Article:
I sprayed weed killer, then weed barrier cloth, tucked under the smaller cinder blocks, and topped it all off with three bags of bark mulch (broken bags for 50% off!).  The long end is just an 8' furring strip.  They are just the right size to keep mulch in place, can be simply held in place with a few wooden spikes, and are under $2.00 each.  The end still needs to be sawed off so we (ie me!)) don't trip. 



























The cinder blocks aren't permanent, they are just placeholders and weights until I get more of the blocks you see at the end, on the left.  That one is leftover from the fire pit construction.


























There's Boo, sticking his tennis ball into a hole! 


There's Boo again, looking as handsome as ever, if a bit more portly than when this blog began five years ago!   He's still "The Most Beautiful Dog in the World."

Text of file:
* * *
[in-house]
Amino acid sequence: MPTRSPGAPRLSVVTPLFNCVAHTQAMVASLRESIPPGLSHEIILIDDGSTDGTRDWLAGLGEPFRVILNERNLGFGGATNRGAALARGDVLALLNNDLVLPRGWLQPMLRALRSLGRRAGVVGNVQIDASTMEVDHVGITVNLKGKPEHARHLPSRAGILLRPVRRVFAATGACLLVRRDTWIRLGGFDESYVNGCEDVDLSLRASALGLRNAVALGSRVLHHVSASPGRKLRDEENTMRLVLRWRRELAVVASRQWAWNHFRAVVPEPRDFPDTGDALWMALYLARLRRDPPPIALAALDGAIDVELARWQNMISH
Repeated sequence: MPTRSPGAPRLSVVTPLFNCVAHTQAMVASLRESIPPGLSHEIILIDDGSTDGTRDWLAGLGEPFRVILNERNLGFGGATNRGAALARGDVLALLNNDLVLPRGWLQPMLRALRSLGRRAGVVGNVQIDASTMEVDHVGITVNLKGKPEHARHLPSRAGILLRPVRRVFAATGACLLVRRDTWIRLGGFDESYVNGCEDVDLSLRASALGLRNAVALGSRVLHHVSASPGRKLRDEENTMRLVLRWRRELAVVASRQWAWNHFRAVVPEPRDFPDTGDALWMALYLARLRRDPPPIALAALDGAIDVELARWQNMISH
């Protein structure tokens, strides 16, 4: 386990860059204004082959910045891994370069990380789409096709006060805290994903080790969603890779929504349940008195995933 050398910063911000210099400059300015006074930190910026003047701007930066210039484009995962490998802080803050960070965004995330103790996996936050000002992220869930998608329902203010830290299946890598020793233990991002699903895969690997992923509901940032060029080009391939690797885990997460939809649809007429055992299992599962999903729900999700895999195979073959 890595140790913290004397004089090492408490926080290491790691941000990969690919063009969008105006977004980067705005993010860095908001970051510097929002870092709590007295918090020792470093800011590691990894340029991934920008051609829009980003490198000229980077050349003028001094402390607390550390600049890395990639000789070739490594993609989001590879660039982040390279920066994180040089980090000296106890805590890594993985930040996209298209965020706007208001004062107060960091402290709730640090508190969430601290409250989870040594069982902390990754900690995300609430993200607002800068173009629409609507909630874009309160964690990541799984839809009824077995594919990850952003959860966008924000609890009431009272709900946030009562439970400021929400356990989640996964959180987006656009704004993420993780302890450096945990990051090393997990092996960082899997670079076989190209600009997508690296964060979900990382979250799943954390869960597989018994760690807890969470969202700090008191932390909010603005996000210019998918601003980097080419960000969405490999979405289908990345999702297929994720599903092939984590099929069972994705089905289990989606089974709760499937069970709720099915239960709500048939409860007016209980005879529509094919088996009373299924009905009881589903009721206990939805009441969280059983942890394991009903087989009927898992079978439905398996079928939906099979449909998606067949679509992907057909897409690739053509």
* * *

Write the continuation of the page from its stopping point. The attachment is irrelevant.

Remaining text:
Not a bad way to end a vacation!

Garden Close-ups

Just some close-up shots of things around the yard.  I am impressed how close you can get with an iPhone.  I don't bother to use a separate camera anymore.

Plants:

cactus

pebble with cactus
 

rose

lemon balm

aloe vera


ivy flowers 


Fossils:





Holey Rocks:  I absolutely love these photos!  I didn't realize how lovely this rock was until I saw it up close and personal.  The moss growing at the entry to the deep hole, the yellowish ring around the shallow hole, the stone crop succulent growing through a hole...



























Abalone: 



Flat Marbles:






Sunday, October 8, 2017

Beautiful Autumn Weather - all sorts of garden stuff!